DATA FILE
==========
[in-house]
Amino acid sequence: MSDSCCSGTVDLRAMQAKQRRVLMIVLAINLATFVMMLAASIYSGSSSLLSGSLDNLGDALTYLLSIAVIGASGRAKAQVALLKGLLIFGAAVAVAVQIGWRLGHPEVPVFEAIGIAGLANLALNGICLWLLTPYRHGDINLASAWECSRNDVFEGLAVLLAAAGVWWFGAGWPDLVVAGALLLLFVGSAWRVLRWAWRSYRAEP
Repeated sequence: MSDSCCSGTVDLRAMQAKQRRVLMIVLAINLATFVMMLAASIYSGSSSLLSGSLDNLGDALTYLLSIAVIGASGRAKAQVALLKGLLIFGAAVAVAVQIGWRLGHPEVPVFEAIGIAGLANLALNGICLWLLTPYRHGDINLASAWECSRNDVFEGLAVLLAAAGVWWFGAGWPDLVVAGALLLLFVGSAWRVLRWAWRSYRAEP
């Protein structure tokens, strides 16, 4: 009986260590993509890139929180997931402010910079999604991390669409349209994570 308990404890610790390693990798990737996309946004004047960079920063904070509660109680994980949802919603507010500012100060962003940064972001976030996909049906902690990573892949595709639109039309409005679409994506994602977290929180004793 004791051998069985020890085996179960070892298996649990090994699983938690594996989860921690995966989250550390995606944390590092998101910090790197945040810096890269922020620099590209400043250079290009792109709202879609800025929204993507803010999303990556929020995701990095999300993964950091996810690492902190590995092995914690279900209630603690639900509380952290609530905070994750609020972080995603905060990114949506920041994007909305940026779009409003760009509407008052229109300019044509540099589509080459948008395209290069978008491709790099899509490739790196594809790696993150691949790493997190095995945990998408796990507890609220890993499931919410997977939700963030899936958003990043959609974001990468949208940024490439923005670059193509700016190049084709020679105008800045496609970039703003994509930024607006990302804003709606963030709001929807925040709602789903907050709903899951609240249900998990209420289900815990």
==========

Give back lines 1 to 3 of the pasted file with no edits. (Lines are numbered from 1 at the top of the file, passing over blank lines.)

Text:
[in-house]
Amino acid sequence: MSDSCCSGTVDLRAMQAKQRRVLMIVLAINLATFVMMLAASIYSGSSSLLSGSLDNLGDALTYLLSIAVIGASGRAKAQVALLKGLLIFGAAVAVAVQIGWRLGHPEVPVFEAIGIAGLANLALNGICLWLLTPYRHGDINLASAWECSRNDVFEGLAVLLAAAGVWWFGAGWPDLVVAGALLLLFVGSAWRVLRWAWRSYRAEP
Repeated sequence: MSDSCCSGTVDLRAMQAKQRRVLMIVLAINLATFVMMLAASIYSGSSSLLSGSLDNLGDALTYLLSIAVIGASGRAKAQVALLKGLLIFGAAVAVAVQIGWRLGHPEVPVFEAIGIAGLANLALNGICLWLLTPYRHGDINLASAWECSRNDVFEGLAVLLAAAGVWWFGAGWPDLVVAGALLLLFVGSAWRVLRWAWRSYRAEP